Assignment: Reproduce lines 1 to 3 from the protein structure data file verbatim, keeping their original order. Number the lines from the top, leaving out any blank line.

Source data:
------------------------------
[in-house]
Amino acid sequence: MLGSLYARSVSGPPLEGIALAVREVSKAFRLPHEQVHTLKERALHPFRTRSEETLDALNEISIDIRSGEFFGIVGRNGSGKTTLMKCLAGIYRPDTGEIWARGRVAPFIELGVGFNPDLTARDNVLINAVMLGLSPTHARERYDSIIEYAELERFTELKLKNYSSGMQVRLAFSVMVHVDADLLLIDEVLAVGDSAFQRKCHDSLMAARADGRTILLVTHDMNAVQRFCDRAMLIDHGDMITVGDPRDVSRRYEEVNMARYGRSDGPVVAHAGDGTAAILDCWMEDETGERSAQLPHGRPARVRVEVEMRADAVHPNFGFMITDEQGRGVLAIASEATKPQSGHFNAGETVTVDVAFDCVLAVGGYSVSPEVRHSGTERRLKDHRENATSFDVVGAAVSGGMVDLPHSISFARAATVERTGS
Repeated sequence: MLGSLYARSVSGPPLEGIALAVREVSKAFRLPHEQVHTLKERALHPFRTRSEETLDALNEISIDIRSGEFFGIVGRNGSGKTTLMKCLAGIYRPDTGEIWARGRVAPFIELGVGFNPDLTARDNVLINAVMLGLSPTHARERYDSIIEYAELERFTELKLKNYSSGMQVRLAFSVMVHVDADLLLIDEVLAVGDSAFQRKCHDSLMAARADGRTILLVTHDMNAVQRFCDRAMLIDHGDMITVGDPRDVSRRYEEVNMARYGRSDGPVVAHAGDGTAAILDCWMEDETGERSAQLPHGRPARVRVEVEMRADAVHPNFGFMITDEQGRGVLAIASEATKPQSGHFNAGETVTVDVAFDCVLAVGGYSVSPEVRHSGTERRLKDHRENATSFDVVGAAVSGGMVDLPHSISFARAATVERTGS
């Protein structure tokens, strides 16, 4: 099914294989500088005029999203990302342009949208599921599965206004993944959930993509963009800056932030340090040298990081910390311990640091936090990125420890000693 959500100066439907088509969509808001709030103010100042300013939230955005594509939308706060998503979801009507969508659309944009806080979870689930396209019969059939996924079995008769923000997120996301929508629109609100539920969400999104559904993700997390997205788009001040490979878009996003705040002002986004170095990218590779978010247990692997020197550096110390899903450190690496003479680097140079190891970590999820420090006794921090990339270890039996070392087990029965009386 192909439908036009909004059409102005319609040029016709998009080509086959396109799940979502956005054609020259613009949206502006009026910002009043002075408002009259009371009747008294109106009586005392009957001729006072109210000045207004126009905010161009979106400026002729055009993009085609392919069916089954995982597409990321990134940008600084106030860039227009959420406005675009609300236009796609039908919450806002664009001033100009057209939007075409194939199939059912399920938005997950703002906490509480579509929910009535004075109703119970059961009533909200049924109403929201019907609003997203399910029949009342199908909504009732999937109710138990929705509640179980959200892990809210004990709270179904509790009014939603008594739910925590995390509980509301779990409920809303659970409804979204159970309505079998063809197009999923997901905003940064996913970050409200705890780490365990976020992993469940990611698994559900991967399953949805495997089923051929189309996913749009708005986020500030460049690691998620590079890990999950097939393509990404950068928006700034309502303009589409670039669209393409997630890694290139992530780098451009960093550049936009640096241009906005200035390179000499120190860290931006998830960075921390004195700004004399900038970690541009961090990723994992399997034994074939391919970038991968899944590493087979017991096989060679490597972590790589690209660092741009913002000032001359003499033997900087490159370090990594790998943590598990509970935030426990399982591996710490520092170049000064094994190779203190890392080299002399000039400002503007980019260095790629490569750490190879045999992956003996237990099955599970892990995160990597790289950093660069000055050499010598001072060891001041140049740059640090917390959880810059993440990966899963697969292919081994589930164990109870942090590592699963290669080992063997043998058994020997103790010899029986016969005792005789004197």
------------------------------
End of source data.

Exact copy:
[in-house]
Amino acid sequence: MLGSLYARSVSGPPLEGIALAVREVSKAFRLPHEQVHTLKERALHPFRTRSEETLDALNEISIDIRSGEFFGIVGRNGSGKTTLMKCLAGIYRPDTGEIWARGRVAPFIELGVGFNPDLTARDNVLINAVMLGLSPTHARERYDSIIEYAELERFTELKLKNYSSGMQVRLAFSVMVHVDADLLLIDEVLAVGDSAFQRKCHDSLMAARADGRTILLVTHDMNAVQRFCDRAMLIDHGDMITVGDPRDVSRRYEEVNMARYGRSDGPVVAHAGDGTAAILDCWMEDETGERSAQLPHGRPARVRVEVEMRADAVHPNFGFMITDEQGRGVLAIASEATKPQSGHFNAGETVTVDVAFDCVLAVGGYSVSPEVRHSGTERRLKDHRENATSFDVVGAAVSGGMVDLPHSISFARAATVERTGS
Repeated sequence: MLGSLYARSVSGPPLEGIALAVREVSKAFRLPHEQVHTLKERALHPFRTRSEETLDALNEISIDIRSGEFFGIVGRNGSGKTTLMKCLAGIYRPDTGEIWARGRVAPFIELGVGFNPDLTARDNVLINAVMLGLSPTHARERYDSIIEYAELERFTELKLKNYSSGMQVRLAFSVMVHVDADLLLIDEVLAVGDSAFQRKCHDSLMAARADGRTILLVTHDMNAVQRFCDRAMLIDHGDMITVGDPRDVSRRYEEVNMARYGRSDGPVVAHAGDGTAAILDCWMEDETGERSAQLPHGRPARVRVEVEMRADAVHPNFGFMITDEQGRGVLAIASEATKPQSGHFNAGETVTVDVAFDCVLAVGGYSVSPEVRHSGTERRLKDHRENATSFDVVGAAVSGGMVDLPHSISFARAATVERTGS